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Ex-DCF worker accused of falsifying records

State law enforcement agents are investigating allegations that a Department of Children and Families child-abuse case worker in the Panhandle falsified records, possibly leaving vulnerable children in danger.

The Florida Department of Law Enforcement has begun a preliminary inquiry into possible criminal charges, spokesman Al Dennis said Friday. No child was injured or died in the dozens of cases being investigated, DCF spokesman Bill Spann said.

Last month, DCF officials found 35 confidential child-abuse and neglect investigative files in a shed behind the house of fired case worker Allison Harris, records show. They should have been in a Pensacola DCF office.

The agency later fired Harris for "poor performance, negligence, (and) conduct unbecoming a public employee," records show.

Harris said Friday that because of the tremendous workload on DCF employees, it is "standard procedure to take the files home."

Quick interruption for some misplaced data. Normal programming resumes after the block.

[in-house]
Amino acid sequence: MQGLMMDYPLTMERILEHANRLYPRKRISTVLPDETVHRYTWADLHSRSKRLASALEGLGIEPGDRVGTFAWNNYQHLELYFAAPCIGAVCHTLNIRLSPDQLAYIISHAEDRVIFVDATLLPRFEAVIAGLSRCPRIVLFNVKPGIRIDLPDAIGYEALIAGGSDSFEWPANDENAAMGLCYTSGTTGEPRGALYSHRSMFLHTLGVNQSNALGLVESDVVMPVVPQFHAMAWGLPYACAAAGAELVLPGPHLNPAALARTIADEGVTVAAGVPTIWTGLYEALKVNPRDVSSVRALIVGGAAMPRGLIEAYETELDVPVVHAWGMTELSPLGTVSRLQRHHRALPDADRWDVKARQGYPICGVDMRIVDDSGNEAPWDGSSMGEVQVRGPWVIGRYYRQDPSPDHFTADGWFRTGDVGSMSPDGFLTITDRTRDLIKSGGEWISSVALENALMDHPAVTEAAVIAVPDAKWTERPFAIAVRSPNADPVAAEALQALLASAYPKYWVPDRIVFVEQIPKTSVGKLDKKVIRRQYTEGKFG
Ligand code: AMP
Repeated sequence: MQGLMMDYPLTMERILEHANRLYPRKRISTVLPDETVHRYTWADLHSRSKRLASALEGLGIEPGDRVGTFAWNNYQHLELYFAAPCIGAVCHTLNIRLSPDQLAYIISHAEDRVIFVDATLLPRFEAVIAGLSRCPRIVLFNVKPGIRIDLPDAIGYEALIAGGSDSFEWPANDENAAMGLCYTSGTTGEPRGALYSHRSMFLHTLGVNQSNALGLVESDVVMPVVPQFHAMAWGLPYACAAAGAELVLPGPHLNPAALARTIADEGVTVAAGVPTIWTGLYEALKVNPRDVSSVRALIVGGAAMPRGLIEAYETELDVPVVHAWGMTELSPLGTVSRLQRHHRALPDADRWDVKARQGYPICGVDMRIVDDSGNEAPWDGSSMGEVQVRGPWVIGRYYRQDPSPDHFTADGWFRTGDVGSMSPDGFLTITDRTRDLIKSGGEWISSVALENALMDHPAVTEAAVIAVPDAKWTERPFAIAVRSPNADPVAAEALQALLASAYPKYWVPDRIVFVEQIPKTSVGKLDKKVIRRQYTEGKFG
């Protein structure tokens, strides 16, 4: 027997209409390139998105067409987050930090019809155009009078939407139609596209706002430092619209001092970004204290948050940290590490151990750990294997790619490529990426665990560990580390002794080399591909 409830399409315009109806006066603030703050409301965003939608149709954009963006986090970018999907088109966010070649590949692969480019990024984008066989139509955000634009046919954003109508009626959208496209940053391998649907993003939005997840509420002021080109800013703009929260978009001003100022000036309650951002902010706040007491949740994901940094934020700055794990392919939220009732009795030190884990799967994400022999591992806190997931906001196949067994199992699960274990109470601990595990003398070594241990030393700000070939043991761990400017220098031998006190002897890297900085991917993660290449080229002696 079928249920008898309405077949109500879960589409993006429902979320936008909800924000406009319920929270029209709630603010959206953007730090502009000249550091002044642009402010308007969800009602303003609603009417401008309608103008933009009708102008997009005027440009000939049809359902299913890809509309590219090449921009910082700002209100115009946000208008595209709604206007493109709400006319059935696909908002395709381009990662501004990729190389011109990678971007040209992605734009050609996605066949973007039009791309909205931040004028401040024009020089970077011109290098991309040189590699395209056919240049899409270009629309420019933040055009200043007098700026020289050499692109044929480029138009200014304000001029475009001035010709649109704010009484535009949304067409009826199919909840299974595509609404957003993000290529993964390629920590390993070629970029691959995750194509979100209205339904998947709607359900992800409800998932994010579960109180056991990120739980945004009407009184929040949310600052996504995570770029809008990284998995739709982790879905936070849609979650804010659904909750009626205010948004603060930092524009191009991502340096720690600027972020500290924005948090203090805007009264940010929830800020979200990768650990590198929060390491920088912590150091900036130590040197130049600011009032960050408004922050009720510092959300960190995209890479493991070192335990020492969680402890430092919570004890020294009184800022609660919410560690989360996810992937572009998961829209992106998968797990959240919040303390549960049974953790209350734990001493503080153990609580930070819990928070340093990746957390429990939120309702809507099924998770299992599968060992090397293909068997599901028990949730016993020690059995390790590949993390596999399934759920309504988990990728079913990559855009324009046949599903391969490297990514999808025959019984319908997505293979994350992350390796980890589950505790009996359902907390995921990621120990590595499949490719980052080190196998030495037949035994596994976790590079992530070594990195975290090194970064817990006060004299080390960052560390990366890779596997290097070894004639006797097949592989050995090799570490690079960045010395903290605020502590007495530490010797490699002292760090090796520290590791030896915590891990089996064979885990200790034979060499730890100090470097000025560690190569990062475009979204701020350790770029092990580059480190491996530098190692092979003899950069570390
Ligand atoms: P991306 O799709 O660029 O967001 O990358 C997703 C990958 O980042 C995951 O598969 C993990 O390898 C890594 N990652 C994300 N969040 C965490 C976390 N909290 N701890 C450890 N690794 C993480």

She said she closed the cases, stored them in a box and later forgot about them. She denied falsifying any records but said some documents might have been omitted from files because of the heavy volume of work.

Miami law professor, influential author dies

John Hart Ely, an influential constitutional law scholar and author who taught at Yale, Harvard and Stanford, where he served as dean of the law school from 1982 to 1987, has died.

Mr. Ely, 64, died Oct. 25 in Miami of cancer. He had taught at Stanford until 1996, when he moved to Florida as the Richard A. Hausler Professor of Law at the University of Miami.

Mr. Ely probably was best known for the first of his three books, Democracy and Distrust: A Theory of Judicial Review. Published in 1980, the book focused on the role of the U.S. Supreme Court in interpreting the Constitution and was dedicated to his mentor, Chief Justice Earl Warren.

The book was listed by the Journal of Legal Studies as the single book (of those published between 1978 and 2000) most frequently cited by lawyers.

Mr. Ely is survived by his wife, Florida state court judge Gisela Cardonne Ely; two sons, Robert, New York, and John, Washington, D.C.; and two grandchildren.

_ Compiled from wire reports